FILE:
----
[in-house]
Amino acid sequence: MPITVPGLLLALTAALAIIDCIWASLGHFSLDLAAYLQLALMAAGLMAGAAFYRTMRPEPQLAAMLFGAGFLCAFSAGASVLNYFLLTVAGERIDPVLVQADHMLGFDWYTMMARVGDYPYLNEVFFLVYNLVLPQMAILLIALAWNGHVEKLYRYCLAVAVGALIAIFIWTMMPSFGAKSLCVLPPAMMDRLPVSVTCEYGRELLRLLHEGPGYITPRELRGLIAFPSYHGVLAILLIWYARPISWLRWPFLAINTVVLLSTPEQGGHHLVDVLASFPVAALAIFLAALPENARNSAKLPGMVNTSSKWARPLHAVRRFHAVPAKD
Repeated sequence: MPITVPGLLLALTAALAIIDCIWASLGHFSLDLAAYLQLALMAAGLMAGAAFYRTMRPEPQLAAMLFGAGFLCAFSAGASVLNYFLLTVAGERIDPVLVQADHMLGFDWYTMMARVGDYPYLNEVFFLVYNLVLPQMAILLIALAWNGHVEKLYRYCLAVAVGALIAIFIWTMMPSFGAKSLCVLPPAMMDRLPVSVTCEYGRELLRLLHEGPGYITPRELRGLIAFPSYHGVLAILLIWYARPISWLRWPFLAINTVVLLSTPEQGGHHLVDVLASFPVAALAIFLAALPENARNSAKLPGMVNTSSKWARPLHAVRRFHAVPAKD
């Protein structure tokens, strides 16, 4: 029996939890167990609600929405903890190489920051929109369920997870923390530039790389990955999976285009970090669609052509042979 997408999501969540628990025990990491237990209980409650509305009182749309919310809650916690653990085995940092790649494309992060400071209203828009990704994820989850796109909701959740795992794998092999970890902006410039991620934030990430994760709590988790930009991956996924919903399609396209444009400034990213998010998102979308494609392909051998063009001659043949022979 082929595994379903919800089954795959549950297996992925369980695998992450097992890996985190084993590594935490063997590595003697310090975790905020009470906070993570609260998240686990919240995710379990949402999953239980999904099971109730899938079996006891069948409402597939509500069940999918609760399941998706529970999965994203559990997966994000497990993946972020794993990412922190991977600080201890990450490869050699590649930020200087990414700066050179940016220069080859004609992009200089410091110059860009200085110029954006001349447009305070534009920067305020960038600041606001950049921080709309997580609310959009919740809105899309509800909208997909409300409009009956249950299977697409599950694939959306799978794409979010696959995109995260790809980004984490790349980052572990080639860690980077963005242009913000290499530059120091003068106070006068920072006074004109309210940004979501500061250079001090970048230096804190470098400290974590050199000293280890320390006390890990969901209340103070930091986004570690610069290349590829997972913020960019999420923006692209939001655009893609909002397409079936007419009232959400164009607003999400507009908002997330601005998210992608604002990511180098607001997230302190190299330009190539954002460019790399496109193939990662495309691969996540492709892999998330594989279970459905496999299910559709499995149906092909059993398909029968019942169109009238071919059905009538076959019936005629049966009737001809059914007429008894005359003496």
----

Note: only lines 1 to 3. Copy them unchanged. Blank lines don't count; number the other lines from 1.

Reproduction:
[in-house]
Amino acid sequence: MPITVPGLLLALTAALAIIDCIWASLGHFSLDLAAYLQLALMAAGLMAGAAFYRTMRPEPQLAAMLFGAGFLCAFSAGASVLNYFLLTVAGERIDPVLVQADHMLGFDWYTMMARVGDYPYLNEVFFLVYNLVLPQMAILLIALAWNGHVEKLYRYCLAVAVGALIAIFIWTMMPSFGAKSLCVLPPAMMDRLPVSVTCEYGRELLRLLHEGPGYITPRELRGLIAFPSYHGVLAILLIWYARPISWLRWPFLAINTVVLLSTPEQGGHHLVDVLASFPVAALAIFLAALPENARNSAKLPGMVNTSSKWARPLHAVRRFHAVPAKD
Repeated sequence: MPITVPGLLLALTAALAIIDCIWASLGHFSLDLAAYLQLALMAAGLMAGAAFYRTMRPEPQLAAMLFGAGFLCAFSAGASVLNYFLLTVAGERIDPVLVQADHMLGFDWYTMMARVGDYPYLNEVFFLVYNLVLPQMAILLIALAWNGHVEKLYRYCLAVAVGALIAIFIWTMMPSFGAKSLCVLPPAMMDRLPVSVTCEYGRELLRLLHEGPGYITPRELRGLIAFPSYHGVLAILLIWYARPISWLRWPFLAINTVVLLSTPEQGGHHLVDVLASFPVAALAIFLAALPENARNSAKLPGMVNTSSKWARPLHAVRRFHAVPAKD